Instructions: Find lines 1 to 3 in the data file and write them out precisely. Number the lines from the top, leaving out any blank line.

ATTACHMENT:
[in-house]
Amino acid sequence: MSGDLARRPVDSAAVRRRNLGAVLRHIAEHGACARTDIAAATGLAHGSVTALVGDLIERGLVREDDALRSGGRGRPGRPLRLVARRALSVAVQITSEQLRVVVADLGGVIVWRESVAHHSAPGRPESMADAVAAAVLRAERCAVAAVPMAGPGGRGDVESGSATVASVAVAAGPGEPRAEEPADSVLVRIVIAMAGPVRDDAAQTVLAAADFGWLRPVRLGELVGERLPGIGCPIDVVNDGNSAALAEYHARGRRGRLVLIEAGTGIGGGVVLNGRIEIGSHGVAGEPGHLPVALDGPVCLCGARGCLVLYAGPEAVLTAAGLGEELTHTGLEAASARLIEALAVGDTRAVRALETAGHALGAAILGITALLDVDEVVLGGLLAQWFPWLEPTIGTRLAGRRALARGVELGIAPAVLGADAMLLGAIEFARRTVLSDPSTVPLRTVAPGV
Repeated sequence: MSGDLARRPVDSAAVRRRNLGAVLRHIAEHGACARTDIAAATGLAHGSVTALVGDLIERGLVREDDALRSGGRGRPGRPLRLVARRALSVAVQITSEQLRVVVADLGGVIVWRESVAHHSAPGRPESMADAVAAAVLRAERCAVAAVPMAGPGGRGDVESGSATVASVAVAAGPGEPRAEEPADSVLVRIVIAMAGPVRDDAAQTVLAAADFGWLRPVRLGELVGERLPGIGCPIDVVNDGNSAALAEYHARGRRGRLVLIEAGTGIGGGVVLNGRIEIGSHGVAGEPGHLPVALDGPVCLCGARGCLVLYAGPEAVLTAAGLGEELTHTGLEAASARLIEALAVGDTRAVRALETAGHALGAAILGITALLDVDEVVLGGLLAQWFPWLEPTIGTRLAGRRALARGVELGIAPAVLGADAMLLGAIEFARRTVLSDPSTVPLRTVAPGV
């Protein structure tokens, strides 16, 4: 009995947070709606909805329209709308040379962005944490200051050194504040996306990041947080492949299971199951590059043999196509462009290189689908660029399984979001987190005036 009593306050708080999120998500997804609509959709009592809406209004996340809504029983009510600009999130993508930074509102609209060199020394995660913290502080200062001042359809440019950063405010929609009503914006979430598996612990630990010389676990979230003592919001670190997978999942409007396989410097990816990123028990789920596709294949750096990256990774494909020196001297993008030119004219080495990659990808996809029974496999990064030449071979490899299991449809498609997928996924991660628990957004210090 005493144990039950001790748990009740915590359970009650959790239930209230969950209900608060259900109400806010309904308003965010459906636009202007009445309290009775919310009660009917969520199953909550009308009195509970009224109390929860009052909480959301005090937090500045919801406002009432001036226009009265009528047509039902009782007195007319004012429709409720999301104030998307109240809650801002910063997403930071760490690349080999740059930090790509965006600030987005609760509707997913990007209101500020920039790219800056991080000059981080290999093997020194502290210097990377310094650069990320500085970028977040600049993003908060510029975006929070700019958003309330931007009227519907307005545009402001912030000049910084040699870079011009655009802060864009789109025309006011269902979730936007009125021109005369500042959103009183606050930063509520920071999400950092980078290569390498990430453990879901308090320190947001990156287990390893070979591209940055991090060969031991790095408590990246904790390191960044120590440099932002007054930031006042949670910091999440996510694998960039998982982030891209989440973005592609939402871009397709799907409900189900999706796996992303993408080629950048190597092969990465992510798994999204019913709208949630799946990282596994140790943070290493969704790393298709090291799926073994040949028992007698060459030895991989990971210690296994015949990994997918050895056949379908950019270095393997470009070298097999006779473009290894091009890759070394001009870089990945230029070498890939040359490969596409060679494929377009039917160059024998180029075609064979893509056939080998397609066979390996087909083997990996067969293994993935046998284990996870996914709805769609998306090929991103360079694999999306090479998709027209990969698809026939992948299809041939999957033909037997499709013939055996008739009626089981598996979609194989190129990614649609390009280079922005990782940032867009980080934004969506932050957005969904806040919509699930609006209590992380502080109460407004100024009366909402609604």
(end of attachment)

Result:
[in-house]
Amino acid sequence: MSGDLARRPVDSAAVRRRNLGAVLRHIAEHGACARTDIAAATGLAHGSVTALVGDLIERGLVREDDALRSGGRGRPGRPLRLVARRALSVAVQITSEQLRVVVADLGGVIVWRESVAHHSAPGRPESMADAVAAAVLRAERCAVAAVPMAGPGGRGDVESGSATVASVAVAAGPGEPRAEEPADSVLVRIVIAMAGPVRDDAAQTVLAAADFGWLRPVRLGELVGERLPGIGCPIDVVNDGNSAALAEYHARGRRGRLVLIEAGTGIGGGVVLNGRIEIGSHGVAGEPGHLPVALDGPVCLCGARGCLVLYAGPEAVLTAAGLGEELTHTGLEAASARLIEALAVGDTRAVRALETAGHALGAAILGITALLDVDEVVLGGLLAQWFPWLEPTIGTRLAGRRALARGVELGIAPAVLGADAMLLGAIEFARRTVLSDPSTVPLRTVAPGV
Repeated sequence: MSGDLARRPVDSAAVRRRNLGAVLRHIAEHGACARTDIAAATGLAHGSVTALVGDLIERGLVREDDALRSGGRGRPGRPLRLVARRALSVAVQITSEQLRVVVADLGGVIVWRESVAHHSAPGRPESMADAVAAAVLRAERCAVAAVPMAGPGGRGDVESGSATVASVAVAAGPGEPRAEEPADSVLVRIVIAMAGPVRDDAAQTVLAAADFGWLRPVRLGELVGERLPGIGCPIDVVNDGNSAALAEYHARGRRGRLVLIEAGTGIGGGVVLNGRIEIGSHGVAGEPGHLPVALDGPVCLCGARGCLVLYAGPEAVLTAAGLGEELTHTGLEAASARLIEALAVGDTRAVRALETAGHALGAAILGITALLDVDEVVLGGLLAQWFPWLEPTIGTRLAGRRALARGVELGIAPAVLGADAMLLGAIEFARRTVLSDPSTVPLRTVAPGV